The placing of two composers with maybe little in common served to emphasise Mahler’s modernity (his use of mandolin and guitar in the Seventh) and his preoccupation with chamber sonorities. The homage to Pierre Boulez was all about razor-sharp concision and fantastical timbres – as good a trailer to the wild, intense and enigmatic Mahler Symphony.

Éclat (1965, given without the added-later /Multiples) is scored for fifteen instruments chosen as much for their sustaining quality as for their colour. Attack (or perhaps touch might be more appropriate) and decay are also an fascination in this kaleidoscopic exploration of sonorities, with sounds designed to resonate, owing much to plucking or striking, from tuned percussion (tubular bells, cimbalom, vibraphone and glockenspiel) with piano, harp, celesta, mandolin and guitar. Woodwind, brass and strings provide additional sonic layers towards the end, the whole directed by Simon Rattle with cool precision.

Mahler is central to Rattle’s repertoire – he conducted the ‘Resurrection’ Symphony whilst still a teenager. A smoothly rendered tenor horn solo at the start of the Seventh suggested, in its poise, the polish and musicianship for which the Berlin players are renowned. From funereal beginnings we were soon swept into Alpine splendour, strings relishing their moments of ardour, with Rattle sustaining the first-movement’s epic sweep and heroic stance right through to a well-shaped climax and a coda that was no less intense.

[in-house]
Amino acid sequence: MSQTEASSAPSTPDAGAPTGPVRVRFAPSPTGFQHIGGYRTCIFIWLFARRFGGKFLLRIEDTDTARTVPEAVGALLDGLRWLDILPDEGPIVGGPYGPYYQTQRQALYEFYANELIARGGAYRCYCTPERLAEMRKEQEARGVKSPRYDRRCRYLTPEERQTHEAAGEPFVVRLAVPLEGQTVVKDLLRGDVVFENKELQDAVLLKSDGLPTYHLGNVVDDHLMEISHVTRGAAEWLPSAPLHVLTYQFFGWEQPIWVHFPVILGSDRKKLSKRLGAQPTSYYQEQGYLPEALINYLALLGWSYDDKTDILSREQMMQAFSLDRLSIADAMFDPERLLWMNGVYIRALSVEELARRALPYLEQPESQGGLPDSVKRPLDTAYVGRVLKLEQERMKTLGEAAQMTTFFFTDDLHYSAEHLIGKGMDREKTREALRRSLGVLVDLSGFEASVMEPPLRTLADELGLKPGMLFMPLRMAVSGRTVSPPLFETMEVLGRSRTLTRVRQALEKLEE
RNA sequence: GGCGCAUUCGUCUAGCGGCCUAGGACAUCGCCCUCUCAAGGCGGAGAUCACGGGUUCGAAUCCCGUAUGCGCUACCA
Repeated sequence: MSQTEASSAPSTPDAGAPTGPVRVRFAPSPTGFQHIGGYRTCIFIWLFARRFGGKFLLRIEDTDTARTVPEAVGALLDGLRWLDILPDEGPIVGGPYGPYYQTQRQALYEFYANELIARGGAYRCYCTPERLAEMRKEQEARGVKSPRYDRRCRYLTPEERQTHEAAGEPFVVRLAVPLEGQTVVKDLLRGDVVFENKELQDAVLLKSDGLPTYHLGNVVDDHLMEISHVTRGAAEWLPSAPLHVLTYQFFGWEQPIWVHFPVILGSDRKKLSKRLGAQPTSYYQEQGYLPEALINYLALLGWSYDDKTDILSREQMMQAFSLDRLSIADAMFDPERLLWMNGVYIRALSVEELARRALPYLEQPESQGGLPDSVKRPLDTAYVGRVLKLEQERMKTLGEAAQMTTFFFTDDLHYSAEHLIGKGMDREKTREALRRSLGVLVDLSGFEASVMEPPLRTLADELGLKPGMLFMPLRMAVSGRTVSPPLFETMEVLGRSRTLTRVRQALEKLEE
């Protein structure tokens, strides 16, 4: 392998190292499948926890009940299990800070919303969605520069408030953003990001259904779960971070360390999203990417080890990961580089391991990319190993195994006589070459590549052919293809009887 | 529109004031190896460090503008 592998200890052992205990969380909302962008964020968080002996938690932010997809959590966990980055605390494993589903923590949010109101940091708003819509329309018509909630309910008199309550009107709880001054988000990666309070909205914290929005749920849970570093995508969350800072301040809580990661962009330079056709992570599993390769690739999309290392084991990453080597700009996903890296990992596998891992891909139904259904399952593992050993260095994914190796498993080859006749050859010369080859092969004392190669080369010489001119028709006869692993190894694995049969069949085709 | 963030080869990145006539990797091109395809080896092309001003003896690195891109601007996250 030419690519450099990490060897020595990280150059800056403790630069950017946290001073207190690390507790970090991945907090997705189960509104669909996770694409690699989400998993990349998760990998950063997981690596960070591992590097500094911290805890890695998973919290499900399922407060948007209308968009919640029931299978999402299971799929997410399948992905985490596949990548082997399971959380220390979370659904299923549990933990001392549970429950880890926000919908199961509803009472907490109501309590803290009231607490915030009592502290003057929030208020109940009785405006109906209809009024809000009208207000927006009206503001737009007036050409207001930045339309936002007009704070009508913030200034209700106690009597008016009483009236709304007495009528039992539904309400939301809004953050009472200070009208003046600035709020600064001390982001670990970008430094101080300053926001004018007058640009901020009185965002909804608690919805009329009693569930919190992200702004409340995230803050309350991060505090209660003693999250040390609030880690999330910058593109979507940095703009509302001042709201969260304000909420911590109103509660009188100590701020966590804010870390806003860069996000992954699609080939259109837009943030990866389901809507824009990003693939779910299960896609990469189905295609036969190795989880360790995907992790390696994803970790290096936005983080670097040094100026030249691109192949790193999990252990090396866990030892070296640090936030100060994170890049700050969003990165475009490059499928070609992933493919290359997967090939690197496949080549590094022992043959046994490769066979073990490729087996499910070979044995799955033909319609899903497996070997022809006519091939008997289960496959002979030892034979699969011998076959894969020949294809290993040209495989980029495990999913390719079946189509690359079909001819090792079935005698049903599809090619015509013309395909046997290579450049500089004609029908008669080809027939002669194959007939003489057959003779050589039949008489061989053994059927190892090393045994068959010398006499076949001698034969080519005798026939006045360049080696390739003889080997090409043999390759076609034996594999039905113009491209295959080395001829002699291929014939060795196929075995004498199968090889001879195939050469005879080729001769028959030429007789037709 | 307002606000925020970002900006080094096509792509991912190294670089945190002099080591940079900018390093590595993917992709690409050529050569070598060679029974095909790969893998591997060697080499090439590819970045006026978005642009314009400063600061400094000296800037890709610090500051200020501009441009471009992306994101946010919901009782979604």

The two ‘Nachtmusik’ movements (second and fourth) gave ample evidence of his fascination with sonority and with shifting instrumental colours. The opening horn solos of ‘Nachtmusik I’ brought forth further sensitivity from the players in a movement later backlit by rather too distant cowbells. Elsewhere, instrumental groupings were all beautifully refined and included a wonderful trio passage for flute, clarinet and horn near the end. In ‘Nachtmusik II’, the serenading mandolin and guitar came over clearly. The central Scherzo had plenty of quirky humour, its “flickering firelight and grotesque shadows” admirably coaxed from Rattle, timpani and violas snuffing out the ghoulish mockery at its close.

And so to the Finale – a movement of sustained jubilation (almost unique in Mahler) set in motion by an energising timpani salvo and paced superbly throughout. If this jamboree strikes a hollow note, Deryck Cooke thought it a “failure”, then Rattle knitted together its collage of music-drama and operetta with total assurance and brought the Symphony to a ringing climax.

Prom 65: Ensemble Intercontemporain & BBC Singers/Baldur Brönnimann, with Jeanne-Marie Conquer in Anthèmes 2 – Bartók, Boulez, Carter

Three Village Scenes
Anthèmes 2
cummings ist der Dichter

Jeanne-Marie Conquer (violin) with Andrew Gerzso (IRCAM computer music design), Jérémie Henrot (IRCAM sound engineer) and Carlo Laurenzi (IRCAM computer music production)